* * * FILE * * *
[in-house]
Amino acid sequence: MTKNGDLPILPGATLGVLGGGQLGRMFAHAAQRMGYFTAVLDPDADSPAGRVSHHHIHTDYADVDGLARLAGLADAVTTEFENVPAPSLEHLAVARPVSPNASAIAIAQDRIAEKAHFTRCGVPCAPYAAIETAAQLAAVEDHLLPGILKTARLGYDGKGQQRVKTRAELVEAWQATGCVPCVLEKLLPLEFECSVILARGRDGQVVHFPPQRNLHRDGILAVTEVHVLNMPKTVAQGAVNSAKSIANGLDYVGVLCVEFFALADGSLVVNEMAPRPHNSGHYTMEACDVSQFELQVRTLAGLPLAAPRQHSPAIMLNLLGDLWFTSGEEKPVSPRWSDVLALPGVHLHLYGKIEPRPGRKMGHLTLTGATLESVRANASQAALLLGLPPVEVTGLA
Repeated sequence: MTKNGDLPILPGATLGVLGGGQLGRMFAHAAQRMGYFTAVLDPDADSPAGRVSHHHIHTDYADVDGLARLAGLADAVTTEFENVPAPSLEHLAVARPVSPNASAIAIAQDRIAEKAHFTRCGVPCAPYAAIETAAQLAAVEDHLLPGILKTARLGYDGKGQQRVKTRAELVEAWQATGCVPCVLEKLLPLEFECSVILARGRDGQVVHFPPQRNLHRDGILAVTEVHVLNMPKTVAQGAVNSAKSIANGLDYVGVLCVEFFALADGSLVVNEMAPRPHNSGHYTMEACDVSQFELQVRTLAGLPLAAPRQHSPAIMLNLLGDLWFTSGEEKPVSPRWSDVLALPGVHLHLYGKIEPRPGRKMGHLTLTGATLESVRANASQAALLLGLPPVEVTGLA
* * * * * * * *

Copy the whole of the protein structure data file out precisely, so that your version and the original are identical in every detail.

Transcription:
[in-house]
Amino acid sequence: MTKNGDLPILPGATLGVLGGGQLGRMFAHAAQRMGYFTAVLDPDADSPAGRVSHHHIHTDYADVDGLARLAGLADAVTTEFENVPAPSLEHLAVARPVSPNASAIAIAQDRIAEKAHFTRCGVPCAPYAAIETAAQLAAVEDHLLPGILKTARLGYDGKGQQRVKTRAELVEAWQATGCVPCVLEKLLPLEFECSVILARGRDGQVVHFPPQRNLHRDGILAVTEVHVLNMPKTVAQGAVNSAKSIANGLDYVGVLCVEFFALADGSLVVNEMAPRPHNSGHYTMEACDVSQFELQVRTLAGLPLAAPRQHSPAIMLNLLGDLWFTSGEEKPVSPRWSDVLALPGVHLHLYGKIEPRPGRKMGHLTLTGATLESVRANASQAALLLGLPPVEVTGLA
Repeated sequence: MTKNGDLPILPGATLGVLGGGQLGRMFAHAAQRMGYFTAVLDPDADSPAGRVSHHHIHTDYADVDGLARLAGLADAVTTEFENVPAPSLEHLAVARPVSPNASAIAIAQDRIAEKAHFTRCGVPCAPYAAIETAAQLAAVEDHLLPGILKTARLGYDGKGQQRVKTRAELVEAWQATGCVPCVLEKLLPLEFECSVILARGRDGQVVHFPPQRNLHRDGILAVTEVHVLNMPKTVAQGAVNSAKSIANGLDYVGVLCVEFFALADGSLVVNEMAPRPHNSGHYTMEACDVSQFELQVRTLAGLPLAAPRQHSPAIMLNLLGDLWFTSGEEKPVSPRWSDVLALPGVHLHLYGKIEPRPGRKMGHLTLTGATLESVRANASQAALLLGLPPVEVTGLA